Regarding time, I have read in a few places to cook for 30 minutes per half inch of meat. Is that accurate or is there some other guide i can use for time? Hoping to do larger roasts in the future so curious the best way to calculate.

Again, thanks for your input!

Boneless pork loin is lean and dry, so it benefits from salting, before it is cooked. You can either brine or dry rub it. When a dry (salt) rub is applied, the meat is wrapped in plastic, and left to cure, in the refrigerator, for two days. The salt draws out some water, which is then reabsorbed, with the salt, making the roast much tastier.

After the salt treatment, you can wipe it clean, vacuum seal it and sous vide it. My preference is 140F-144F, for 3-4 hours

I cooked a wonderful pork loin at 140 for about 24 hours. I removed the bone first. When it was done, It was difficult to remove from the bag because it was so tender. I was falling apart in my hands. We pulled it into strands, put into a baking dish and smothered it with baby ray’s bbq sauce. We served it to 20 people on small kaiser rolls. Was the best little sliders we ever had.

The 30 mins per half inch is a (very) rough guide for time to temperature equilibrium for smaller pieces of naturally tender meat. It doesn’t take into account that heat transfer is not a linear gradient but a curve. Absorption slows as the mass gets closer to temperature. But it is fine if you think of it as an hour and a bit per inch.

Then there’s the conversion of collagen to gelatin for tenderness in non-tender meats.

Timing is not an exact science in sous vide cooking.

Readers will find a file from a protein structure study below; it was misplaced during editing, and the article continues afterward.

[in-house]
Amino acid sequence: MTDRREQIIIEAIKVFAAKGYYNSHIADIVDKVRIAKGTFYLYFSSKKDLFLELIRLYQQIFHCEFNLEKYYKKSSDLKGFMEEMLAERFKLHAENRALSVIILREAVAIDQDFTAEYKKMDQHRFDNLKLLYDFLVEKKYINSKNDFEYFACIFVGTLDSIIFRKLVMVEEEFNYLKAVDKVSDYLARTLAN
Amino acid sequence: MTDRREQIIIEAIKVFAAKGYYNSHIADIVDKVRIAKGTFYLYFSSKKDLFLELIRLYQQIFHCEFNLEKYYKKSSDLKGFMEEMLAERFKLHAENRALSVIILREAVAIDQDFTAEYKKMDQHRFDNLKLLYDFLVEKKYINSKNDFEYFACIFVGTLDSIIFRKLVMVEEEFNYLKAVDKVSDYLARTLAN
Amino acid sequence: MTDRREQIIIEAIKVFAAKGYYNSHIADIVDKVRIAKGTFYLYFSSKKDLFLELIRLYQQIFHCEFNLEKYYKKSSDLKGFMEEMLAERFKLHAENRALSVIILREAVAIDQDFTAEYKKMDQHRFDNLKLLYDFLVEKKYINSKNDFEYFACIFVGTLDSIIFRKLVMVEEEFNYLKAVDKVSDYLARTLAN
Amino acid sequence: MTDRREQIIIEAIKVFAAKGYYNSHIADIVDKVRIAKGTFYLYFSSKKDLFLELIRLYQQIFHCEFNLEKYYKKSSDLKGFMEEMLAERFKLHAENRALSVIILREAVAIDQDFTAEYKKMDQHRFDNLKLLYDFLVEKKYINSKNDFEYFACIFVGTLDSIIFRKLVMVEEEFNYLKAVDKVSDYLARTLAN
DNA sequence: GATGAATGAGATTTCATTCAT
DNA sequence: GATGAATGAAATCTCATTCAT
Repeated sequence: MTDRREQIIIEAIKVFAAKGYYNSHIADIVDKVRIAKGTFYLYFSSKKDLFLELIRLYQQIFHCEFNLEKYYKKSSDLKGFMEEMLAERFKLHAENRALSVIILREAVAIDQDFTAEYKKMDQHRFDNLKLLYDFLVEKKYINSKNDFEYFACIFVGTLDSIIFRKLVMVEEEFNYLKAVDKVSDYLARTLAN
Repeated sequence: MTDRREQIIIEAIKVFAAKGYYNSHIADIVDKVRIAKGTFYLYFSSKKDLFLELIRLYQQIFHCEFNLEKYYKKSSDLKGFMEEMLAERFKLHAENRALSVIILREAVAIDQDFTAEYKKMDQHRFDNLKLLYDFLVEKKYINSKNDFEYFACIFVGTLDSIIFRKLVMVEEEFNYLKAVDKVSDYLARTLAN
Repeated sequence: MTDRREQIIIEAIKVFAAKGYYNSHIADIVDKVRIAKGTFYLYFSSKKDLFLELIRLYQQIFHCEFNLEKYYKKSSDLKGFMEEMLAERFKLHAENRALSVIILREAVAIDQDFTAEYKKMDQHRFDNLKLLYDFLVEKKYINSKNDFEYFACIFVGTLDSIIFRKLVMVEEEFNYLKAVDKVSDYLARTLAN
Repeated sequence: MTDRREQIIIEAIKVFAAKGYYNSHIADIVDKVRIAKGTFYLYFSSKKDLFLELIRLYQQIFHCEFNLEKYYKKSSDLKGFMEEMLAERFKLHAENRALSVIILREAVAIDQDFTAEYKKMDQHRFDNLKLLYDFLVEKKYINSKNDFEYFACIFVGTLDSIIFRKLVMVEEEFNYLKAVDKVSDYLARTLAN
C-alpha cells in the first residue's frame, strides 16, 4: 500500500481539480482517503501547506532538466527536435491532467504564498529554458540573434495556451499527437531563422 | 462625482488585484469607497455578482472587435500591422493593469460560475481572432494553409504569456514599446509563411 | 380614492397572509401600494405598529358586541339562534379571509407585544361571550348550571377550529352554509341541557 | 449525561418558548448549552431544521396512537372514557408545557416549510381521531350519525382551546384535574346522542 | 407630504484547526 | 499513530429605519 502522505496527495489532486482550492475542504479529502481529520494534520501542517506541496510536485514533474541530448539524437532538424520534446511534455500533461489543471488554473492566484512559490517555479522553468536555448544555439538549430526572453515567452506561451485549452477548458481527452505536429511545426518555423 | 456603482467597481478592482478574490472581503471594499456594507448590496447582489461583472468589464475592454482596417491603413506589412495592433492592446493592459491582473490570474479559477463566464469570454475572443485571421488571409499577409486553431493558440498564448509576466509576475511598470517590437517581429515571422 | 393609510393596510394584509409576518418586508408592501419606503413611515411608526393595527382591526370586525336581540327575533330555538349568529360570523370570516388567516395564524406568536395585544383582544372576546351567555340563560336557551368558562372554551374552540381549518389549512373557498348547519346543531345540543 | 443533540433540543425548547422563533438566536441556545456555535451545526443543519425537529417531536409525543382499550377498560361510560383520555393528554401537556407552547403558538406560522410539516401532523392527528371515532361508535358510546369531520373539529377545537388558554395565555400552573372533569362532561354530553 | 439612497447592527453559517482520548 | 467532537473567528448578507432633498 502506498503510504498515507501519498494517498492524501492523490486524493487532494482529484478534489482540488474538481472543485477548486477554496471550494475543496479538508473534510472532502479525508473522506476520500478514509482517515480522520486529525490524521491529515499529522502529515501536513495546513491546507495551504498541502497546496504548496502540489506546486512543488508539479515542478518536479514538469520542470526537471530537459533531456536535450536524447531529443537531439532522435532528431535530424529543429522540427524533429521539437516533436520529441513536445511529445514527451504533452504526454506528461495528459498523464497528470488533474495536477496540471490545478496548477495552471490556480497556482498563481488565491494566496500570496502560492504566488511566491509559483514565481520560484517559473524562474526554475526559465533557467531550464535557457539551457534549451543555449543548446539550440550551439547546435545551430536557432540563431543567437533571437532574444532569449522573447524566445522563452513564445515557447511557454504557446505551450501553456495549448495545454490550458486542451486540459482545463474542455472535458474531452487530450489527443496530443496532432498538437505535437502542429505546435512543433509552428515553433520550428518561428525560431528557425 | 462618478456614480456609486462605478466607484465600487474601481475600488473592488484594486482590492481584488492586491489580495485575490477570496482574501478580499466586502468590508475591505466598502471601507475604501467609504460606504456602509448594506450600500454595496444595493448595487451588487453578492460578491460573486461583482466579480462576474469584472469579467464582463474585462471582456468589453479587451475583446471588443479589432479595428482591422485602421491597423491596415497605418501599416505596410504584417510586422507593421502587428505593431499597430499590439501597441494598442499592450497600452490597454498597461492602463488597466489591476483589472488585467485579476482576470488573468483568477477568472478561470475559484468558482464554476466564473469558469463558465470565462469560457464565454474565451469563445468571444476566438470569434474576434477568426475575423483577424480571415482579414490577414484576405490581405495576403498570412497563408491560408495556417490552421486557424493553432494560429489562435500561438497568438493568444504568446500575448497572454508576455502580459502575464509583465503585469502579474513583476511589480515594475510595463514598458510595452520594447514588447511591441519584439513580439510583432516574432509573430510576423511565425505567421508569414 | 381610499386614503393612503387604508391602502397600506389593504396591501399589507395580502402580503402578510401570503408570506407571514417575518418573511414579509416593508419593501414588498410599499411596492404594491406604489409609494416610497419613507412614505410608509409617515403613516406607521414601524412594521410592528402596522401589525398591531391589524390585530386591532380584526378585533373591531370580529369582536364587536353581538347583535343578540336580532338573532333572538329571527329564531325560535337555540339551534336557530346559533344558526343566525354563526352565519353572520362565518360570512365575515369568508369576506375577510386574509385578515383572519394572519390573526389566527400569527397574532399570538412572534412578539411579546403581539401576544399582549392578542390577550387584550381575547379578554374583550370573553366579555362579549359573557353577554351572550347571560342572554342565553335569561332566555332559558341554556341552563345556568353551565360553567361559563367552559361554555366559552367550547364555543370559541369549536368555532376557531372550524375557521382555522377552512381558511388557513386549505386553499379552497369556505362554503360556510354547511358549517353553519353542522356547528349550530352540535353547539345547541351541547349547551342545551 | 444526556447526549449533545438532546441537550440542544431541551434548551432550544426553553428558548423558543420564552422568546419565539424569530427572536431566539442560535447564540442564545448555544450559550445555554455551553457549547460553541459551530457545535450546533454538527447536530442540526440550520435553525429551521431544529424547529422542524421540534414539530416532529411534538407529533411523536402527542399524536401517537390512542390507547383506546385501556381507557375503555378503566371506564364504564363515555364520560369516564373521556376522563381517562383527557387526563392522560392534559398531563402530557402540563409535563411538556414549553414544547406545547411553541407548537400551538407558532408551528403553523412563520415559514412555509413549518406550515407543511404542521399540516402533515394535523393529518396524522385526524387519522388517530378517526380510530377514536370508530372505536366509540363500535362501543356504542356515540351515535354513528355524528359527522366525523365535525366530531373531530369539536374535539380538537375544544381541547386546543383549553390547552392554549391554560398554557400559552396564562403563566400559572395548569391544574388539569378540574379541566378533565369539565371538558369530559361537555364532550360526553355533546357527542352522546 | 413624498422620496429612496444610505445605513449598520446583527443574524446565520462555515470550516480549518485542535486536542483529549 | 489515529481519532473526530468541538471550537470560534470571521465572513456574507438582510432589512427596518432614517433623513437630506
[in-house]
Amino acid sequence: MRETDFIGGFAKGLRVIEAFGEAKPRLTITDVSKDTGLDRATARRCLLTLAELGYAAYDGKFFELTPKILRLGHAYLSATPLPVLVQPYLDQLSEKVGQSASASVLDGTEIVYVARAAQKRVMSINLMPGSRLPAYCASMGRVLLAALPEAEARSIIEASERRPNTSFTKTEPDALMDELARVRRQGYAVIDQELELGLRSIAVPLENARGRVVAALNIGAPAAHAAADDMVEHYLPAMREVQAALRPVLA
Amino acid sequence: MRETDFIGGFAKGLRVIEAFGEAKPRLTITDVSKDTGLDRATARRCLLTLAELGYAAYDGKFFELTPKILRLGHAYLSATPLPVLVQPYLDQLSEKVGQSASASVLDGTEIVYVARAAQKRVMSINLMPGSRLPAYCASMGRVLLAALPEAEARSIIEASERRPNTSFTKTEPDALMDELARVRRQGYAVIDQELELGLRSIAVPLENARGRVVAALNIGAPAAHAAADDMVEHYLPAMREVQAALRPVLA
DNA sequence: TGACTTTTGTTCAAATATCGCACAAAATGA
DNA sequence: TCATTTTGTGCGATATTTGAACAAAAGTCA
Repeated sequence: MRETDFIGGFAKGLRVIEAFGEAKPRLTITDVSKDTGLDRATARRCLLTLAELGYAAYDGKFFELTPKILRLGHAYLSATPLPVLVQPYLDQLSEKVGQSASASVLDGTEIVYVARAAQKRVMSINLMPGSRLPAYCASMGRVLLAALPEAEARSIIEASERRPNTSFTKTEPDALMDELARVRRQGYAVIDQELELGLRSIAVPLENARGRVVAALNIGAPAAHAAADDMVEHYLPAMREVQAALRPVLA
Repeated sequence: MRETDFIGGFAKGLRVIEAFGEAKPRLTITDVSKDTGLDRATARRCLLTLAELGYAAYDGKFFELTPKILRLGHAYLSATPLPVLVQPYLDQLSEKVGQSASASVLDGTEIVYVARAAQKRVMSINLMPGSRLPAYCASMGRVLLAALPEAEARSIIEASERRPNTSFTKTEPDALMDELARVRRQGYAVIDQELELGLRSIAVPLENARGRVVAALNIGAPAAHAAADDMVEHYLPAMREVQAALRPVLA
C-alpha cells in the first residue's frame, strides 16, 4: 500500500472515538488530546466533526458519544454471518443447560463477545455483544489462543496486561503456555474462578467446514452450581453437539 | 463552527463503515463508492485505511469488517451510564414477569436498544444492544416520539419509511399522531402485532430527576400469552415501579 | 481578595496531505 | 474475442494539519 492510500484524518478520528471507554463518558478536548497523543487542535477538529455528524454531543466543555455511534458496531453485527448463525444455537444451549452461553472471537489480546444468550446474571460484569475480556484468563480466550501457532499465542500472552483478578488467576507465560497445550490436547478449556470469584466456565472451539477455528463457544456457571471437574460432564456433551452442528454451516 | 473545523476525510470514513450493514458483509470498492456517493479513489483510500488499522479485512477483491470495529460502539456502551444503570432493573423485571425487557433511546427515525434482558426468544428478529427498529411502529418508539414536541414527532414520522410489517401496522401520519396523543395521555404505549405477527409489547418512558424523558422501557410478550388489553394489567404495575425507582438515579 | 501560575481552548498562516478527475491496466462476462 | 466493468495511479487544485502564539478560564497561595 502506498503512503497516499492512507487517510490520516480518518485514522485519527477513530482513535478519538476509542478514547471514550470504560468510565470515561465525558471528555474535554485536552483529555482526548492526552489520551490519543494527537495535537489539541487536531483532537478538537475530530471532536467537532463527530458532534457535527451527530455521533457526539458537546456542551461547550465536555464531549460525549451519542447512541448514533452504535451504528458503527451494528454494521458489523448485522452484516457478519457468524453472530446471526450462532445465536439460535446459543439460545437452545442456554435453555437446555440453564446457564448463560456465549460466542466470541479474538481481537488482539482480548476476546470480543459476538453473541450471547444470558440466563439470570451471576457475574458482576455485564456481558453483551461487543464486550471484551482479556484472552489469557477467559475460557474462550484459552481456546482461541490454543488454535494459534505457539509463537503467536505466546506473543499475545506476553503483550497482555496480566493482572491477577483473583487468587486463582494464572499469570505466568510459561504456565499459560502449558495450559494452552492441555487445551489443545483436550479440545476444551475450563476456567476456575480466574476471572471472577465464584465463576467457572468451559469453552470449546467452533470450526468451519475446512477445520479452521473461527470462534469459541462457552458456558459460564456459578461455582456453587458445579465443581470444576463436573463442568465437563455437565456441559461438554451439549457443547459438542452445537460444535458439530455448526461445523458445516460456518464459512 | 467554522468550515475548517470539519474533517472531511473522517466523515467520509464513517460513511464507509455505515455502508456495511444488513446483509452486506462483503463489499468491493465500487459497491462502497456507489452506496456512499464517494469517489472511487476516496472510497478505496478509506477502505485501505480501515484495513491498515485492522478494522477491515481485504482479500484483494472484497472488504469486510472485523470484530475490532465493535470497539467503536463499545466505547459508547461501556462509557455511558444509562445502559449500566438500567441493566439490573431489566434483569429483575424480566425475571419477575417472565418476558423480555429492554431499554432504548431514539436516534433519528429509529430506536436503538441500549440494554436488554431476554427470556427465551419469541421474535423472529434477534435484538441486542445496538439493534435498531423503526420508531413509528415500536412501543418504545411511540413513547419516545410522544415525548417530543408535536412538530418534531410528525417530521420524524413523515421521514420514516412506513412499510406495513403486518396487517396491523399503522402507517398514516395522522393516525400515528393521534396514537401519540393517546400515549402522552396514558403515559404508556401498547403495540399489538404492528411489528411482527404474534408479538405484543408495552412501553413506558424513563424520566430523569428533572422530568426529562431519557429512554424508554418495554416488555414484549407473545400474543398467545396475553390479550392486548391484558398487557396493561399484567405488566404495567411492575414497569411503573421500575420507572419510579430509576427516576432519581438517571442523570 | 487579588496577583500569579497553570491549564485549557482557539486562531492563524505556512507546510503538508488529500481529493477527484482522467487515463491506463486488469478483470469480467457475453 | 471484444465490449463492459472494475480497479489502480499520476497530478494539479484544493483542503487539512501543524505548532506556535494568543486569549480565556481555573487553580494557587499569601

S. the 30 minutes/1/2-inch heat diffusion rate is a general approximation, but it’s not a linear rate which is why SV cooks have more time challenges with large cuts of meat as you plan to do in the future.

A bone-in roast done by a conventional cooking technique, which is usually by convection, - heated air, could be preferred as the bones act as a rack allowing air to circulate around the roast. Bones also retain heat providing carry-over heat to finish cooking which doesn’t happen with SV. You likely know heated water has approximately 10X the thermal efficiency of air which is why the SV technique differs so much from conventional cooking.

Community members find Baldwin very informative.
His cooking time guide for tender meat is the following table:

As M-Hand suggests you might consider brining your next pork roast before cooking. It helps maintain moisture content. I think of it as an essential for pork chops, but i also cook at a lower temperature.

It’s not been my experience that dry rubs release a significant amount of water content from the meat. Heat does that. Salt ions do too. However the moisture released by salt is reabsorbed by meat at room temperature in about 45 minutes.

For your SV cooks, only salt penetrates meat for flavour enhancement. The dry rub doesn’t stay dry when vacuum packaged and becomes diluted. Apply it if you want to, but it’s will have greater effect when applied before searing allowing the aromatic elements to be more noticeable. Alternatively, diluting your dry rub and injecting it into the meat will flavour the meat as it cooks.

A trick i use when serving pink-adverse guests is to blot their meat portion with a wad of paper towel. It absorbs the pink meat juices so the meat’s appearance approaches that of well done, but isn’t.

I have also had good luck with 24 hour cooks on pork loin (very different from tenderloin as other commenters have pointed out). Mine have always been boneless, maybe that plays into it. The bone doesn’t provide any additional flavor at SV temps like you might expect using traditional methods. Temps can range quite a bit depending on preferred done-ness, try adjusting that a little bit on the next cook. Most people prefer well done pork based on traditional cooking expectations. It’s safe to eat at lower temps, especially using SV and safe food handling practices. Also make sure you’re getting quality meat, loin is already a tough piece of meat, so make sure it comes from a good pig. Don’t give up!

I just cooked one, boneless. No brining, just herbs and garlic. 1 ½ hour, 145F. Moist, perfect. A little pink but I guess another couple of degrees would do away with that. Of course, searing is important but I would not recommend using butter as in the app. Reducing the juices is much, much better.